Understaffing and mismanagement have significantly slowed San Diego’s investigations into sewage leaks, illegal fences, barking dogs and other code violations across the city, according to a new audit released June 9.
The city’s case backlog roughly doubled between January 2018 and January 2021, from 3,178 to 6,306, according to the audit.
The number of cases investigated quickly enough to meet city goals dropped from 64 percent to 56 percent during that time. The drop was steepest (77 percent to 55 percent) for high-priority cases that pose imminent health and safety threats, such as exposed cables and unstable structures.
According to the audit, city code officials are also slow to investigate many cases and issue fines and other penalties that can be critical to achieving compliance.
Some cases are active for more than 600 days without written notice being sent to the property owner involved, and a significant percentage of active cases do not receive follow-up inspections.
The audit also found that San Diego missed opportunities to receive more than $500,000 from property owners by failing to issue required reinspection fees. And almost a third of the cases received no inspection at all.
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The audit attributes the problems to excessive workloads of code enforcement officers, inaccuracies in the way they collect and use data, and the failure of officers and their supervisors to use management tools effectively. of cases paid by the city.
San Diego spends far less per resident on code enforcement efforts than all other major cities in California, the audit found. San Diego spends $6.40 per year per resident, while Sacramento spends $22.80, Long Beach $16.80, and Los Angeles $16.
The results are similar when comparing large California cities for code-compliant staffing. Los Angeles and San Jose have 40 percent more staff per capita, while Long Beach has more than double the staff per capita and Sacramento has more than triple that.
San Diego has 73 full-time employees dedicated to code enforcement at an annual cost of $9 million.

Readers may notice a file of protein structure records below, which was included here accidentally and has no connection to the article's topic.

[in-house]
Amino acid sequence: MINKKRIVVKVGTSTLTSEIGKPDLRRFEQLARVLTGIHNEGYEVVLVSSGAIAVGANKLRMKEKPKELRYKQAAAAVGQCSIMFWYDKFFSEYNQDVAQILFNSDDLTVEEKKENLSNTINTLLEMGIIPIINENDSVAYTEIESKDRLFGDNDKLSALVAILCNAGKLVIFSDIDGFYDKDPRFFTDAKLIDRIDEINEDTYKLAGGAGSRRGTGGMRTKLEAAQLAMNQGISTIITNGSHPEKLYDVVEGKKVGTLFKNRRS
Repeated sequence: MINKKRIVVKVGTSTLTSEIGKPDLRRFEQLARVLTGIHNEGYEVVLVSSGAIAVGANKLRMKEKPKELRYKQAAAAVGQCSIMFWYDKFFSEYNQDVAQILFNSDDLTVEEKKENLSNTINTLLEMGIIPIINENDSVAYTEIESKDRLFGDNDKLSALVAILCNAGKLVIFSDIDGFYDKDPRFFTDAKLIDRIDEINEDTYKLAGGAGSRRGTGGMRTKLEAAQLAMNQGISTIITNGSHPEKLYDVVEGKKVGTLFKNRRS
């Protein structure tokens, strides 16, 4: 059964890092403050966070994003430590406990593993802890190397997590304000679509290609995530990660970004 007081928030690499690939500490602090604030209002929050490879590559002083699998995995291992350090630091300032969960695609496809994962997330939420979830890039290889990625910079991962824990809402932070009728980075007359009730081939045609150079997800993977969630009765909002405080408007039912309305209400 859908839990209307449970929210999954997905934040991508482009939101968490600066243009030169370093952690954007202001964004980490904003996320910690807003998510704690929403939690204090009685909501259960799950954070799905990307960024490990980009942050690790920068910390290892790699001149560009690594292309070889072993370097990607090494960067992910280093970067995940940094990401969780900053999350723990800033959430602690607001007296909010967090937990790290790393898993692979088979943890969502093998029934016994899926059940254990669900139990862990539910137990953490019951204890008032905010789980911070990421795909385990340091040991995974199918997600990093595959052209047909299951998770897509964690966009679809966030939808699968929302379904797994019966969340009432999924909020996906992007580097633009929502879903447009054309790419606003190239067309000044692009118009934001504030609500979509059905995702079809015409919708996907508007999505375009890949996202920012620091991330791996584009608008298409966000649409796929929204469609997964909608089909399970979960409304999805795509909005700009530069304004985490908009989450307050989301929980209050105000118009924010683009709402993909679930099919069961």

Mayor Todd Gloria’s proposed budget for the new fiscal year that begins July 1 would increase those numbers to 90 workers and $11 million. But much of the increase is to cover additional enforcement required by a new city law governing short-term vacation rentals.
On a positive note, the audit found no evidence of bias or racism in code enforcement efforts. “We found no significant relationship between demographic information and fines or response times,” the audit said.
While the number of high-priority cases that met the city’s goal of investigating within one day decreased over the years studied, the majority of those cases were investigated within three days. However, the audit found that 36 high-priority cases went uninvestigated for at least 20 days.
“This indicates that cases can go undetected and violations that potentially threaten health and safety are not always promptly assessed,” the audit said.
The audit also found that the city does not analyze how efficiently it handles investigations in a way that allows for improvements and increased efficiency.
“While supervisors are supposed to identify patterns of missing or late inspections, we found that they lack the necessary reporting from the case management system to do so,” the audit said.
Those issues are related to the less than ideal use of an Accela technology system that tracks the city’s code cases.
“The methodology for calculating code application response time target metrics is incomplete and overstates actual performance by between 13 and 28 percentage points,” the audit said. “In addition, we discovered that several fields in Accela have significant errors and that the code’s application oversight review does not sufficiently ensure the accuracy of the data entered.”
City Auditor Andy Hanau made 10 recommendations for new policies and adjustments. The city’s Department of Developmental Services, which oversees code enforcement, has agreed to implement all of them.
Key recommendations include: • Re-implement a voluntary compliance program to reduce the number of low-priority cases that investigators must inspect • Establish a key performance indicator for the optimal rate of cases for construction and zoning investigators • Improve efficiency of researchers creating new Accela fields and requiring researchers to enter upcoming tasks in Accela • Update code enforcement procedures manual, develop and use Accela tools such as reports or online dashboards, and require systematic and regular supervisory review to help management monitor case status • Create and use a report that accurately measures code application progress on your key performance indicator for initial response times • Create a checklist for case files at line and require that compliance management codes conduct periodic audits of investigators’ cases
The audit is scheduled to be presented to the City Council Audit Committee for discussion on Wednesday, June 15.
— La Jolla Light staff contributed to this report. ◆